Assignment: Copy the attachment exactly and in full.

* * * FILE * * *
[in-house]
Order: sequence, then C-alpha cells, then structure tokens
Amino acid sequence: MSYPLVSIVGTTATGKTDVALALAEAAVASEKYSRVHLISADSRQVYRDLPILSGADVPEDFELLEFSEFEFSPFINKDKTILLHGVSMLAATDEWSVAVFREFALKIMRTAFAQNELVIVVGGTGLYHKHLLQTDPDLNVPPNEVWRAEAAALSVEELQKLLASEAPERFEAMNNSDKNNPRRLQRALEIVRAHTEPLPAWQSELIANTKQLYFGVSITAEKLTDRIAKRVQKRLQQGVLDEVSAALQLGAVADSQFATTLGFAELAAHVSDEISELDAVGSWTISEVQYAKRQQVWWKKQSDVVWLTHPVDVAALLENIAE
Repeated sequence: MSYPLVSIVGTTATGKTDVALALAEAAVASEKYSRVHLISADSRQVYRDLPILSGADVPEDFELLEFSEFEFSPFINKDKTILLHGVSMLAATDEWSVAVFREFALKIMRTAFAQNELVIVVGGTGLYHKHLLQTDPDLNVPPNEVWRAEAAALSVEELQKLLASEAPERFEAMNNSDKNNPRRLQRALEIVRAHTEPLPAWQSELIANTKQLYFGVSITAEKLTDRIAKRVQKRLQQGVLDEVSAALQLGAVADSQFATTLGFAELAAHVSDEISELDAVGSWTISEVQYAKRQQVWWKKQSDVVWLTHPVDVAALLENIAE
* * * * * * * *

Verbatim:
[in-house]
Order: sequence, then C-alpha cells, then structure tokens
Amino acid sequence: MSYPLVSIVGTTATGKTDVALALAEAAVASEKYSRVHLISADSRQVYRDLPILSGADVPEDFELLEFSEFEFSPFINKDKTILLHGVSMLAATDEWSVAVFREFALKIMRTAFAQNELVIVVGGTGLYHKHLLQTDPDLNVPPNEVWRAEAAALSVEELQKLLASEAPERFEAMNNSDKNNPRRLQRALEIVRAHTEPLPAWQSELIANTKQLYFGVSITAEKLTDRIAKRVQKRLQQGVLDEVSAALQLGAVADSQFATTLGFAELAAHVSDEISELDAVGSWTISEVQYAKRQQVWWKKQSDVVWLTHPVDVAALLENIAE
Repeated sequence: MSYPLVSIVGTTATGKTDVALALAEAAVASEKYSRVHLISADSRQVYRDLPILSGADVPEDFELLEFSEFEFSPFINKDKTILLHGVSMLAATDEWSVAVFREFALKIMRTAFAQNELVIVVGGTGLYHKHLLQTDPDLNVPPNEVWRAEAAALSVEELQKLLASEAPERFEAMNNSDKNNPRRLQRALEIVRAHTEPLPAWQSELIANTKQLYFGVSITAEKLTDRIAKRVQKRLQQGVLDEVSAALQLGAVADSQFATTLGFAELAAHVSDEISELDAVGSWTISEVQYAKRQQVWWKKQSDVVWLTHPVDVAALLENIAE